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10 Psychological Usability Heuristics

  1. People Don't Want to Work or Think More Than They Have To

    The system doesn’t require more user work than needed. The system shows the information in little bits (progressive disclosure). Examples are shown (additionally to descriptions). The objects on the screen have right affordances; clickable things look clickable. The system doesn’t provide more features to the user than needed. Good default values are provided.

  2. People Have Limitations

    In every moment, just the indispensable information is provided in the screen. The information is easy to scan. Headers and short blocks of info or text are used. The system doesn’t require the user to multi-task. Text lines have a suitable length: people prefer short ones, but they read better with longer ones.

  3. People Make Mistakes

    The system is prepared for user errors, anticipates what they will be, and tries to prevent them. User confirmation is required before committing actions with severe results in case of error. It’s easy to undo. Errors are prevented rather than shown and corrected. Error-prone tasks are broken up into smaller chunks. If the system can correct a user error, it does so and shows what it did. The development of the interface includes several iterations, user feedback and testing.

  4. Human Memory Is Complicated

    The system is not fully based on user memories. Users aren’t required to remember things from one task to another. Users aren’t required to remember more than 3-4 items at a time.

  5. People are Social

    The system supports social uses of its features. Users can look to others for guidance or recommendation. The system takes advantage of multiple users doing some tasks at the same time. Before asking the users to do something, the system gives them something they want. The system shows people doing something when the users are required to do it. Social uses of the system are based in a maximum of 150 strong ties for a single user, but support thousands of weak ties.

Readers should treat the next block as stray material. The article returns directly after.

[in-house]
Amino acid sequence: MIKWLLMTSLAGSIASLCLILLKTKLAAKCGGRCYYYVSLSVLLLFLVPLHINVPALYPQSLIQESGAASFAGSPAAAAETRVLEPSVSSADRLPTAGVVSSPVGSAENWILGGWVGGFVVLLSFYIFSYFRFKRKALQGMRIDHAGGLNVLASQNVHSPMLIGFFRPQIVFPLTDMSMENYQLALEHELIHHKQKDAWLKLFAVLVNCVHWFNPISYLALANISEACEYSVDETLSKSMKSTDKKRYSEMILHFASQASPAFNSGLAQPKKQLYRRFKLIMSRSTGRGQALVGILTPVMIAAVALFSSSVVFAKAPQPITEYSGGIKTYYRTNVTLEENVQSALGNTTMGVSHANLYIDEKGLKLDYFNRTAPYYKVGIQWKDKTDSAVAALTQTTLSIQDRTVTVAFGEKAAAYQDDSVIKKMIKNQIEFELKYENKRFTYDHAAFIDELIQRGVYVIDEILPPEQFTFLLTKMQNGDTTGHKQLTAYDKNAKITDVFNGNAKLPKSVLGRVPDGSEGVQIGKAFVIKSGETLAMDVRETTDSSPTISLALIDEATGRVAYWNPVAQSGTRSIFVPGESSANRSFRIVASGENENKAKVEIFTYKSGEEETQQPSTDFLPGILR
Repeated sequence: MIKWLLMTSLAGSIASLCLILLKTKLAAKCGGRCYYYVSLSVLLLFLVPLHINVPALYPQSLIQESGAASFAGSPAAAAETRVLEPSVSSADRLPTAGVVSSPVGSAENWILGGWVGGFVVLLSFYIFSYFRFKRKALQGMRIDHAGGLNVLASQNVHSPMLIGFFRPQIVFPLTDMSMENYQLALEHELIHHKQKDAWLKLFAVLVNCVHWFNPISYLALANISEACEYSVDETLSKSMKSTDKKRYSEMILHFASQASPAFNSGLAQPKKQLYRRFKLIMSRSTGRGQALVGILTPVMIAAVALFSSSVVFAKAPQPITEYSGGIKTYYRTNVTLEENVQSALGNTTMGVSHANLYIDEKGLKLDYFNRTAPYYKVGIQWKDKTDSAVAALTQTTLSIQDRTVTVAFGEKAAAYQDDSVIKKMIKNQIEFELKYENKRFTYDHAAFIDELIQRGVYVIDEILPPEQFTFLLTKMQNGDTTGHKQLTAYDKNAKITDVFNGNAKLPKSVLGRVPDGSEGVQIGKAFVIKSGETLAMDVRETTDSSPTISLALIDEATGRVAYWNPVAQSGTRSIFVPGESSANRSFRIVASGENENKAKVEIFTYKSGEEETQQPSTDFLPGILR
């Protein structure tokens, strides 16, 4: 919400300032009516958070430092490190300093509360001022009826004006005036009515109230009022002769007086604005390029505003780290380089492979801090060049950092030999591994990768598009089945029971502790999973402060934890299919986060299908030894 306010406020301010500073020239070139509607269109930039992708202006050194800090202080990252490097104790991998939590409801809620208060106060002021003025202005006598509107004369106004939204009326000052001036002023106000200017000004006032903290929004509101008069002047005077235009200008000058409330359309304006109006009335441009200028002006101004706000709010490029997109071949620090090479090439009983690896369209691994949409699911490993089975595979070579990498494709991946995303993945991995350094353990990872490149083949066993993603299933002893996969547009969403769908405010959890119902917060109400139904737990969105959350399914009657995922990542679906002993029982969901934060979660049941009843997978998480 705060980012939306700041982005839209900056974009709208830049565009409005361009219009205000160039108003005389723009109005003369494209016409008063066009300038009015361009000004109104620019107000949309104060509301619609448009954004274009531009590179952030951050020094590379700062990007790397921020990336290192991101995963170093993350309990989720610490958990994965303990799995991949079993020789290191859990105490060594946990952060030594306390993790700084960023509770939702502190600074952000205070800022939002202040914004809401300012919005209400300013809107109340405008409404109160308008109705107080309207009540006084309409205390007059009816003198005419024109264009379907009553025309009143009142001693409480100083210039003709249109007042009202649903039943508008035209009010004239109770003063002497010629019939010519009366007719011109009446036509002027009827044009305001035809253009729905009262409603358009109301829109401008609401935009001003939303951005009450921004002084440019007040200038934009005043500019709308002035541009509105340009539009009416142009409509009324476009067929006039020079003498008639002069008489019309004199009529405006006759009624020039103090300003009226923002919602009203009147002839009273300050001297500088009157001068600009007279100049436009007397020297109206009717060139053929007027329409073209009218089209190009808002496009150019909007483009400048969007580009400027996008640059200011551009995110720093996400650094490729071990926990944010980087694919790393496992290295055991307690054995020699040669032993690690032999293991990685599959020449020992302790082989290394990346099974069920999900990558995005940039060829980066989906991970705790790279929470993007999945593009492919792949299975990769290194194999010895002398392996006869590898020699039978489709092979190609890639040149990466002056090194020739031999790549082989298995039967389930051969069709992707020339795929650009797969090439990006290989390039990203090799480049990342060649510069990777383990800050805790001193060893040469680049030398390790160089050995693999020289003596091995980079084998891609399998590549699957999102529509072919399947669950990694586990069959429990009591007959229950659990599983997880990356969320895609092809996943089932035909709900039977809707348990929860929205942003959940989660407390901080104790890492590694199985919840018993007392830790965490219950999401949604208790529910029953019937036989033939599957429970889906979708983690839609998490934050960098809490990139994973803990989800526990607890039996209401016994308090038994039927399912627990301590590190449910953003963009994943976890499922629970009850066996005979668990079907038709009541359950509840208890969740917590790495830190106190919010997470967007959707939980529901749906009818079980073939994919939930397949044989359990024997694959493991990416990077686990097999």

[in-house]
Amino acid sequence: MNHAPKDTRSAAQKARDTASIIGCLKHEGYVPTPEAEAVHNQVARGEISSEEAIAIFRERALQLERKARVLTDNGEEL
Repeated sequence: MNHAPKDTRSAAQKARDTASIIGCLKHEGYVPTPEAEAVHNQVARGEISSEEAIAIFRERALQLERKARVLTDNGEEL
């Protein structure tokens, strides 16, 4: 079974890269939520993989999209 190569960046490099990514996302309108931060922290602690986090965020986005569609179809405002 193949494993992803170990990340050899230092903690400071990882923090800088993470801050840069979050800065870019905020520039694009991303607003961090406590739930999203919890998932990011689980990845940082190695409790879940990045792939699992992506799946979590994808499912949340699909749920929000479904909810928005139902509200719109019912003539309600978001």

6. Attention

    Users’ attention is grabbed and held in the right moments; users aren’t distracted when they are paying attention to something important. The system uses different or novel objects in the interface when it wants the user to pay attention. The system doesn’t relies on users noticing every change in the interface. To grab the attention, the system uses bright colors, large fonts, beeps and tones. The system doesn’t unnecessarily distract users.

  7. People Crave Information

    The system takes advantage of users seeking (food, sex, information, etc.). The system provides more information to the users when they ask for it. The system provides enough feedback to tell the user what is going on.

  8. Unconscious Processing

    The system takes unconscious processing into consideration. When users are required to commit a large action, they are first required to commit a smaller one. The system uses food, sex and danger messages properly to grab user’s attention. Pictures of people and stories are used to induce emotional responses in the users. The system uses unconscious content properly to affect users’ behaviour. The system takes users’ unconscious decisions and users’ rationalizations into consideration.

  9. People Create Mental Models

    The system takes users’ mental models into account. Tasks are designed taking previous users’ mental models of every task into account. The system matches the users’ mental model, or it teaches the users to have the right mental model of the system. Suitable metaphors are used to help users to get a conceptual model of the system. User research is done to get information about users’ mental models.

  10. Visual System

    Information is grouped to help focus and avoid cluttered interfaces. Related objects are close together. Fonts are large enough and easy to read. The system takes peripheral vision into consideration; the visual environment of important objects in the interface is coherent with it. There is good color contrast; red text on a blue background or viceversa is not used. Pictures of objects are descriptive enough; usually they are better if they are slightly angled and have the perspective of being slightly above. When color is used to show things that go together, another way to show the same information is used.